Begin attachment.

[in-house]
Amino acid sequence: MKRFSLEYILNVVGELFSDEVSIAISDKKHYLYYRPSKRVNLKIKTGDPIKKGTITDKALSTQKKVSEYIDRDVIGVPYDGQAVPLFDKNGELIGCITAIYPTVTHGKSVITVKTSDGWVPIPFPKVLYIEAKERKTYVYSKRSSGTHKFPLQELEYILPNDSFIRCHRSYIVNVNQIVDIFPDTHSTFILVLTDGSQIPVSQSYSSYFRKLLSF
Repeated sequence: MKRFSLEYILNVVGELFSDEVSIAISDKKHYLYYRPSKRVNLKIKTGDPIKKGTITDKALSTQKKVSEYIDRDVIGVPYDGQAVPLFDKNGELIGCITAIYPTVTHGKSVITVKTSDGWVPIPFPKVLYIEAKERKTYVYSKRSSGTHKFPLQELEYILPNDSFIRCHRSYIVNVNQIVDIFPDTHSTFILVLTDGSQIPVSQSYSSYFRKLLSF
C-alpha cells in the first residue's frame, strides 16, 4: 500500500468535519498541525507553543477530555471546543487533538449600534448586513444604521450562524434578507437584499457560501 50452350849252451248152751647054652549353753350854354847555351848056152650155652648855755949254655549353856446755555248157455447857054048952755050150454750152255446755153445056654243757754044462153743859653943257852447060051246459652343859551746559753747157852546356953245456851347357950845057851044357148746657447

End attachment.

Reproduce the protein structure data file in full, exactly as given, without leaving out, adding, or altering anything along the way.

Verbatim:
[in-house]
Amino acid sequence: MKRFSLEYILNVVGELFSDEVSIAISDKKHYLYYRPSKRVNLKIKTGDPIKKGTITDKALSTQKKVSEYIDRDVIGVPYDGQAVPLFDKNGELIGCITAIYPTVTHGKSVITVKTSDGWVPIPFPKVLYIEAKERKTYVYSKRSSGTHKFPLQELEYILPNDSFIRCHRSYIVNVNQIVDIFPDTHSTFILVLTDGSQIPVSQSYSSYFRKLLSF
Repeated sequence: MKRFSLEYILNVVGELFSDEVSIAISDKKHYLYYRPSKRVNLKIKTGDPIKKGTITDKALSTQKKVSEYIDRDVIGVPYDGQAVPLFDKNGELIGCITAIYPTVTHGKSVITVKTSDGWVPIPFPKVLYIEAKERKTYVYSKRSSGTHKFPLQELEYILPNDSFIRCHRSYIVNVNQIVDIFPDTHSTFILVLTDGSQIPVSQSYSSYFRKLLSF
C-alpha cells in the first residue's frame, strides 16, 4: 500500500468535519498541525507553543477530555471546543487533538449600534448586513444604521450562524434578507437584499457560501 50452350849252451248152751647054652549353753350854354847555351848056152650155652648855755949254655549353856446755555248157455447857054048952755050150454750152255446755153445056654243757754044462153743859653943257852447060051246459652343859551746559753747157852546356953245456851347357950845057851044357148746657447